(Mirror Daily, United States) – A recent study suggests that there may be a link between deep space radiation and heart troubles in the men that landed on the Moon aka the Apollo team.

Researchers found that cardiovascular-related deaths are nearly five times more frequent among Apollo astronauts than in astronauts that have never left the Earth’s orbit.

For the study, a team at Florida State University sifted through medical data of astronauts that never departed from the planet’s low orbit aka LEO and those that landed on the moon. The team found that the risk of having a heart-related event was four times higher in Apollo space travelers.

Apollo was a lunar program sponsored by the U.S. government to gather science and land on the Moon. Of the total 11 flights, six performed a successful landing. In the end, a dozen Apollo astronauts walked on Earth’s natural satellite, but the most notorious were Apollo 11 mission’s members Edwin E. ‘Buzz’ Aldrin and Neil Armstrong who were the first two men to walk on the lunar surface.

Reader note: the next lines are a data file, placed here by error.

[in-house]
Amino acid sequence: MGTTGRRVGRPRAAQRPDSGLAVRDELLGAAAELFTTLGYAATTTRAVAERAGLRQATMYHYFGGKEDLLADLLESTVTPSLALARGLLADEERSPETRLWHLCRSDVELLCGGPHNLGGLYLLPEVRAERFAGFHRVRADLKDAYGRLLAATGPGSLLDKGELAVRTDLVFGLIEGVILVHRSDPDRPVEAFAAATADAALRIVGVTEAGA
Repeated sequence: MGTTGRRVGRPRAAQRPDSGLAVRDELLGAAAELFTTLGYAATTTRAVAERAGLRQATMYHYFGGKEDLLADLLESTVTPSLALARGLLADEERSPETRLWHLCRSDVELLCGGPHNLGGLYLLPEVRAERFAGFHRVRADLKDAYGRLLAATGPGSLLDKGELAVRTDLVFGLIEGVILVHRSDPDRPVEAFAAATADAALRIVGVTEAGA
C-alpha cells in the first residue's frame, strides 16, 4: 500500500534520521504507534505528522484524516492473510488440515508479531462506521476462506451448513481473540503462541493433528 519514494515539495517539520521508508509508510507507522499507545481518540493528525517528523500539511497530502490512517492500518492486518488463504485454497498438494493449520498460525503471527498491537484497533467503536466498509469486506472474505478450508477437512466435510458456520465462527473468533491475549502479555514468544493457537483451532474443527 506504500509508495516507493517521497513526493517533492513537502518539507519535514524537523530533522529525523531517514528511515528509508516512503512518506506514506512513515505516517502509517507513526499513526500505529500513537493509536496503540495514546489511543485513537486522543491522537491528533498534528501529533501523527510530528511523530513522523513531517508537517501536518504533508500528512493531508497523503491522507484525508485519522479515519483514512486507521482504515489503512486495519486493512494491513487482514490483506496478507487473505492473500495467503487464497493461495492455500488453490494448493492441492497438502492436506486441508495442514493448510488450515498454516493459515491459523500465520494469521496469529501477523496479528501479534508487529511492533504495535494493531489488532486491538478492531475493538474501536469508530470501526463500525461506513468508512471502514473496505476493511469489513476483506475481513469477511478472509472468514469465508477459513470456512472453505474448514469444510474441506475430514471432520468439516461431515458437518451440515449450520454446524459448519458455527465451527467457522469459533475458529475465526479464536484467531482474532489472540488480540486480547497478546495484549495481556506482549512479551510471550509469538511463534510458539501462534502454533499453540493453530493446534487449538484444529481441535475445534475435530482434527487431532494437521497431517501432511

So, far Apollo astronauts are the only space travelers to go beyond the planet’s geomagnetic field and reach a deep-space target. Inside the Earth’s magnetic field humans and other living organisms are protected from harmful cosmic radiation.

But when humans leave the protective dome, they get exposed to tremendous levels of deep space radiation, which past studies had linked to a cohort of health problems. Yet, the new study which was published this week in the journal science suggests that the radiation can cause heart conditions in astronauts.

Lead author of the study Dr. Michael Delp thinks that we may have underestimated the impact of deep space radiation on human health. Dr. Delp’s team wanted to learn whether the Apollo astronauts who died in the meantime were killed by radiation.

The team found that of the 24 astronauts who took part in Apollo missions eight are no more. The study, which focused on seven late astronauts, found that 43 percent of them were killed by a cardiovascular condition. Other causes of death were car crashes (14 percent) and cancer (nearly 30 percent). The eighth late Apollo astronaut died earlier this year so he wasn’t included in the research.

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